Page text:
Slipped capital femoral epiphysis

Last updated: September 12, 2022

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Slipped capital femoral epiphysis (SCFE) refers to the posterior and inferior displacement of the femoral head in relation to the femoral neck at the proximal femoral growth plate. It occurs most commonly in adolescent males. While the etiology is not entirely understood, multiple risk factors such as obesity and endocrine disorders have been identified. SCFE may have an acute or insidious onset, with hip pain, limping, and restricted movement of the affected hip. If the patient is unable to walk then the SCFE is considered unstable, which increases the risk of complications such as avascular necrosis. Conventional x-ray confirms the displacement. Surgical fixation of the femoral head is the only treatment.

Epidemiological data refers to the US, unless otherwise specified.

The exact etiology is still unknown. However, there are some risk factors that increase the likelihood of SCFE: [2]

To visualize the displacement of the femoral head in slipped capital femoral epiphysis, imagine a scoop of ice cream that slips from its cone.

  • Imaging [1][6]
    • Modality
    • Findings
      • Widening of the joint space
      • The femoral head is displaced posteriorly and inferiorly in relation to the femoral neck.
      • Klein line not passing the femoral head: It is a straight line drawn along the superior border of the femoral neck that normally passes through the femoral head.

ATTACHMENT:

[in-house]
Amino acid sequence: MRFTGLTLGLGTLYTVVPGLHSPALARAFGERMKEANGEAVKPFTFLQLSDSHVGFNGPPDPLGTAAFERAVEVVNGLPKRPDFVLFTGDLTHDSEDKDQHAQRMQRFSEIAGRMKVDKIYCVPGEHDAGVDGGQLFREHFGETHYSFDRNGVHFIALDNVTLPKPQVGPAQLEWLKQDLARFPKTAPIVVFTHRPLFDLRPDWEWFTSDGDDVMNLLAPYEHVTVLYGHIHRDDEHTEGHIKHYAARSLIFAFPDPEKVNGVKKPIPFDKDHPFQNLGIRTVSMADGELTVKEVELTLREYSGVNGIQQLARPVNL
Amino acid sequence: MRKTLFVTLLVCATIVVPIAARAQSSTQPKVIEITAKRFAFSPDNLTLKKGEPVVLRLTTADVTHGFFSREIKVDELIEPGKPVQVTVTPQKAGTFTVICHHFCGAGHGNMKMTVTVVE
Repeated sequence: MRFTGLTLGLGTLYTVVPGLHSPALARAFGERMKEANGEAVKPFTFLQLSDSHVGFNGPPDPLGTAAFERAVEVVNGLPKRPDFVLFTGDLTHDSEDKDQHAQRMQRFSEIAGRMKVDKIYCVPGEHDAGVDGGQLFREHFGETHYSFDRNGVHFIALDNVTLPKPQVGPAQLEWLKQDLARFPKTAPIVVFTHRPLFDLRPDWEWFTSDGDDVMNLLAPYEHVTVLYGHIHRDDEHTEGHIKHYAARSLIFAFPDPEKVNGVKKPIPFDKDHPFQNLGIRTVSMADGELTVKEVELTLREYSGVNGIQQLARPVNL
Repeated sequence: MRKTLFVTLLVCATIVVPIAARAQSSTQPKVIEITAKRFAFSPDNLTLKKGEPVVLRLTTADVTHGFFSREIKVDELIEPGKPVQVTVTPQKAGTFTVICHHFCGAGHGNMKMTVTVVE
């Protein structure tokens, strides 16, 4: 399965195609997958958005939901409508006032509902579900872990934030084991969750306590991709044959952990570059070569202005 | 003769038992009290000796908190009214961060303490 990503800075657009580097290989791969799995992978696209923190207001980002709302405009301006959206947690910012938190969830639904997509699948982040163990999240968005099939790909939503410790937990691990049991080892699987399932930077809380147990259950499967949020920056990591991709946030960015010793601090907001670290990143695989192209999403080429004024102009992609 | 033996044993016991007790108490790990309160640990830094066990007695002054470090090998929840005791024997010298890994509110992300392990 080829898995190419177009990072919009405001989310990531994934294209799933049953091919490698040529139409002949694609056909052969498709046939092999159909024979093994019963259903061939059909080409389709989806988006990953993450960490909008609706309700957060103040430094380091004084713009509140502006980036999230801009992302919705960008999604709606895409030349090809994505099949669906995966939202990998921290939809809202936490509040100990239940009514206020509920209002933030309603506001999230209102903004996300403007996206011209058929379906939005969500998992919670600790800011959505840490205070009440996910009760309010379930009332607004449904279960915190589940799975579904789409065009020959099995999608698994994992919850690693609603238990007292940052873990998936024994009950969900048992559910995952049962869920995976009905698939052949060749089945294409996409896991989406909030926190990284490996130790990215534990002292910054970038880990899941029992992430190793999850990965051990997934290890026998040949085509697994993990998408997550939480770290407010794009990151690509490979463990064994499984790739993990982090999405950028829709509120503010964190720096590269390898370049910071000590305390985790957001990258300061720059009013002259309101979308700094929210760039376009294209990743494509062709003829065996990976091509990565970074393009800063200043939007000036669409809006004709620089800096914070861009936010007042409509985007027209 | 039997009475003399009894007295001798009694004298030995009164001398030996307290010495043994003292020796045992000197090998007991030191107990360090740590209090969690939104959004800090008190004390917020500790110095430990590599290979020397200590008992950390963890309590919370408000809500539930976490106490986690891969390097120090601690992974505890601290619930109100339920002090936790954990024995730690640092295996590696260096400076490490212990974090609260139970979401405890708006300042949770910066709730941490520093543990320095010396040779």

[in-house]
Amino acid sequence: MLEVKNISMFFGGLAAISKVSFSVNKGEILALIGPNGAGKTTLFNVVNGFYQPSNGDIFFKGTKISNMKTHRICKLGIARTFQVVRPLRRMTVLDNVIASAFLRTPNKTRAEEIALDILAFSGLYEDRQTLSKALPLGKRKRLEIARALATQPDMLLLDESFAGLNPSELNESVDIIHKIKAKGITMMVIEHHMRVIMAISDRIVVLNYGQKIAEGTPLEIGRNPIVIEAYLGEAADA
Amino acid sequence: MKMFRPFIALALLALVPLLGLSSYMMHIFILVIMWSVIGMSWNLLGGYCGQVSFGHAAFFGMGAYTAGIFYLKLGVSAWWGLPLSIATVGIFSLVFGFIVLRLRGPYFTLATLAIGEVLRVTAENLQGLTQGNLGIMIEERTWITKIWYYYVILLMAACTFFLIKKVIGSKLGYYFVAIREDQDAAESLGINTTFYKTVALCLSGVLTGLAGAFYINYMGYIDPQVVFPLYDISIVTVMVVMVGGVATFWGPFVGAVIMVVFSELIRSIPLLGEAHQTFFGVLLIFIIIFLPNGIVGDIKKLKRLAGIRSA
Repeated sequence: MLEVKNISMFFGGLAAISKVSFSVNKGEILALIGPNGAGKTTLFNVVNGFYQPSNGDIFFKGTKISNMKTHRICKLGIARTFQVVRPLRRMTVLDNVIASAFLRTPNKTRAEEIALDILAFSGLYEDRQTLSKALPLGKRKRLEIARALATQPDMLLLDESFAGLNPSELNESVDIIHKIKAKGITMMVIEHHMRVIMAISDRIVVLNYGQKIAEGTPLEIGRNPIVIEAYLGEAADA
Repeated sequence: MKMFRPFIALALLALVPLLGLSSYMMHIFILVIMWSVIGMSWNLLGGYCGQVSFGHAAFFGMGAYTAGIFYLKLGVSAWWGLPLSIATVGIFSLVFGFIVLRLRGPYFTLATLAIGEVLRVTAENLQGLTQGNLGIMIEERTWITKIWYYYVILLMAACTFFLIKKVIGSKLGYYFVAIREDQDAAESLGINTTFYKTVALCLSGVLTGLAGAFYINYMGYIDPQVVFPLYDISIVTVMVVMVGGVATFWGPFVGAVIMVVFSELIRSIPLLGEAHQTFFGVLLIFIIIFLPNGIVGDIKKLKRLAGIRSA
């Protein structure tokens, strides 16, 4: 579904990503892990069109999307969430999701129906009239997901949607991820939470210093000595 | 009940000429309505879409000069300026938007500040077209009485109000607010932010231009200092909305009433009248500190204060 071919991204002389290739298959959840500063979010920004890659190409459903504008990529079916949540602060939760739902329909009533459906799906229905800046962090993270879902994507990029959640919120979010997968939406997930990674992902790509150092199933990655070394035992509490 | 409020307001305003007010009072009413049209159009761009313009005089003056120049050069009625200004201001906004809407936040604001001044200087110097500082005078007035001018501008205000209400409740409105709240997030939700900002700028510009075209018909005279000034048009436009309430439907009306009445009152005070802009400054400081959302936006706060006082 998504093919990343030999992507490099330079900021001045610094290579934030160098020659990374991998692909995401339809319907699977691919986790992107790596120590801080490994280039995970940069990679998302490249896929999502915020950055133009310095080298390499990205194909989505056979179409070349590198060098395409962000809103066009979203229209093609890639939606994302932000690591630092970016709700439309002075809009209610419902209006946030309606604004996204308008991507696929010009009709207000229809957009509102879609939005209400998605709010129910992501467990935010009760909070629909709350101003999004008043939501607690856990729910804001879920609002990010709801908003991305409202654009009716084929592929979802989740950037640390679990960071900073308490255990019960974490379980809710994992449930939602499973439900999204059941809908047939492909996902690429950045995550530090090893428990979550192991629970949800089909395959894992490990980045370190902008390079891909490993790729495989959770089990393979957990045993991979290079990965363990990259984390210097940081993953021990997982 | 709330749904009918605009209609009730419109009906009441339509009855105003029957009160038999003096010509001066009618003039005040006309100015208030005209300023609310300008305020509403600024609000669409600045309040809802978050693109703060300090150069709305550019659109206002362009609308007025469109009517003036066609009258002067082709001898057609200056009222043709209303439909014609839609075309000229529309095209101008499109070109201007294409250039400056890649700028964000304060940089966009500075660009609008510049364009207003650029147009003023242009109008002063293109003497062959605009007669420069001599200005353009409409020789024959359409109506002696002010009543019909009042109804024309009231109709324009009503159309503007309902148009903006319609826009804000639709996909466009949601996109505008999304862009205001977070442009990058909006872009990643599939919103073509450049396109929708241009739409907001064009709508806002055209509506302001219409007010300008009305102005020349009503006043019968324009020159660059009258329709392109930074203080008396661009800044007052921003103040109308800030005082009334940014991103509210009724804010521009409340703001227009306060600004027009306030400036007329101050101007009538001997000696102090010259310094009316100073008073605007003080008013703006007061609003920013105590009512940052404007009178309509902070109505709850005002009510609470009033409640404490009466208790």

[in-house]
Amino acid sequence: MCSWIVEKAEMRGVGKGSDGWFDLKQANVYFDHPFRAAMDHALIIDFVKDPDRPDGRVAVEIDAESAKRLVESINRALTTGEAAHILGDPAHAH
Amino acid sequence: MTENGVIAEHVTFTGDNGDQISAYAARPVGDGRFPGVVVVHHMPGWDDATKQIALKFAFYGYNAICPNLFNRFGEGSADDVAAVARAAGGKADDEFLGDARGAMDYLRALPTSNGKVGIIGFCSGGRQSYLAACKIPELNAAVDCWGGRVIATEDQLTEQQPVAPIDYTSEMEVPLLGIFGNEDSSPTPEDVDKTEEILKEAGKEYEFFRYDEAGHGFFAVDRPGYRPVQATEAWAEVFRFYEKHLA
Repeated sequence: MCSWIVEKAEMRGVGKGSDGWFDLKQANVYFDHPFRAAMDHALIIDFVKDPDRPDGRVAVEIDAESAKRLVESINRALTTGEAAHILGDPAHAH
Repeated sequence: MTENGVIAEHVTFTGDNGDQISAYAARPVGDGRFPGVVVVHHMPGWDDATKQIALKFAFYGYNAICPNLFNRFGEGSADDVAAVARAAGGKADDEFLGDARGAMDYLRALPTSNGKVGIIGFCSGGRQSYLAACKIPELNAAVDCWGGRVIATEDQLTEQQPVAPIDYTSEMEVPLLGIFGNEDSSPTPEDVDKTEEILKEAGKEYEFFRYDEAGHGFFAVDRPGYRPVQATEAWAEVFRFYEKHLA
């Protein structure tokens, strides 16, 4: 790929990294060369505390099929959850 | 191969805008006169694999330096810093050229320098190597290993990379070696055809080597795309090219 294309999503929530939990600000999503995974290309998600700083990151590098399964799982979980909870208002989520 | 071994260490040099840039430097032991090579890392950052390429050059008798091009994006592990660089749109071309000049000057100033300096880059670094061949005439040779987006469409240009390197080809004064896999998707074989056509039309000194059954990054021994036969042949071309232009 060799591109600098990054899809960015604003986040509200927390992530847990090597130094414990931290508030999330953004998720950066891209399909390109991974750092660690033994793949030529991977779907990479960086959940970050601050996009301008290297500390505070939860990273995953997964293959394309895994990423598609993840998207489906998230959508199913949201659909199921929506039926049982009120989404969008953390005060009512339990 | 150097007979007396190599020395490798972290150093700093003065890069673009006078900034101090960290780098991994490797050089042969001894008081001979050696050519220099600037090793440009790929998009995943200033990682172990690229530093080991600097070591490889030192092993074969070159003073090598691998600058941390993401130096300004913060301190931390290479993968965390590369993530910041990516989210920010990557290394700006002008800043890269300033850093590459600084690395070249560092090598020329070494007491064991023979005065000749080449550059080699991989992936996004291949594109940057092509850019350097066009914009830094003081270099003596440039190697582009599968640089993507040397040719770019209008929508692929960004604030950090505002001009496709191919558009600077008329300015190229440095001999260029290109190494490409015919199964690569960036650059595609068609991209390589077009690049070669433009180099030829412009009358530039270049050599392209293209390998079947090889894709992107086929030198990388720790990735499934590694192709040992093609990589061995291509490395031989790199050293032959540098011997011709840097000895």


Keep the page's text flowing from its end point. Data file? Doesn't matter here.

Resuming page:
• Frog leg projection line not passing the femoral head: It is a line drawn through the center of the epiphysis that normally should pass through the center of the femoral neck.
      • Southwick method (for measurement of the slip angle/severity): refers to the tilt of the femoral neck in relation to the femoral head
      • Rules out underlying medical conditions (e.g., rickets)
      • Determines degree of displacement
  • Laboratory tests: to exclude endocrinopathies in patients with an atypical age of onset or short stature

Snapping hip syndrome [7]

The differential diagnoses listed here are not exhaustive.

We list the most important complications. The selection is not exhaustive.

  1. Aronsson DD, Loder RT, Breur GJ, Weinstein SL. Slipped Capital Femoral Epiphysis: Current Concepts. J Am Acad Orthop Surg. 2006; 14 (12): p.666-679. doi: 10.5435/00124635-200611000-00010 . | Open in Read by QxMD
  2. Leunig M, Casillas MM, Hamlet M, et al. Slipped capital femoral epiphysis: Early mechanical damage to the acetabular cartilage by a prominent femoral metaphysis. Acta Orthop Scand. 2000; 71 (4): p.370-375. doi: 10.1080/000164700317393367 . | Open in Read by QxMD
  3. Perry DC, Metcalfe D, Lane S, Turner S. Childhood Obesity and Slipped Capital Femoral Epiphysis. Pediatrics. 2018; 142 (5): p.e20181067. doi: 10.1542/peds.2018-1067 . | Open in Read by QxMD
  4. Riad J, Bajelidze G, Gabos PG. Bilateral Slipped Capital Femoral Epiphysis. Journal of Pediatric Orthopaedics. 2007; 27 (4): p.411-414. doi: 10.1097/01.bpb.0000271325.33739.86 . | Open in Read by QxMD
  5. Kamegaya M, Saisu T, Nakamura J, Murakami R, Segawa Y, Wakou M. Drehmann sign and femoro-acetabular impingement in SCFE.. J Pediatr Orthop. 2011; 31 (8): p.853-7. doi: 10.1097/BPO.0b013e31822ed320 . | Open in Read by QxMD
  6. Peck D. Slipped Capital Femoral Epiphysis: Diagnosis and Management. Am Fam Physician. 2010; 82 (3): p.258-262.
  7. Piechota M, Maczuch J, et al. Zespół trzaskającego biodra w dynamicznym badaniu ultrasonograficznym. Journal of Ultrasonography. 2016; 16 (66): p.296-303. doi: 10.15557/jou.2016.0030 . | Open in Read by QxMD

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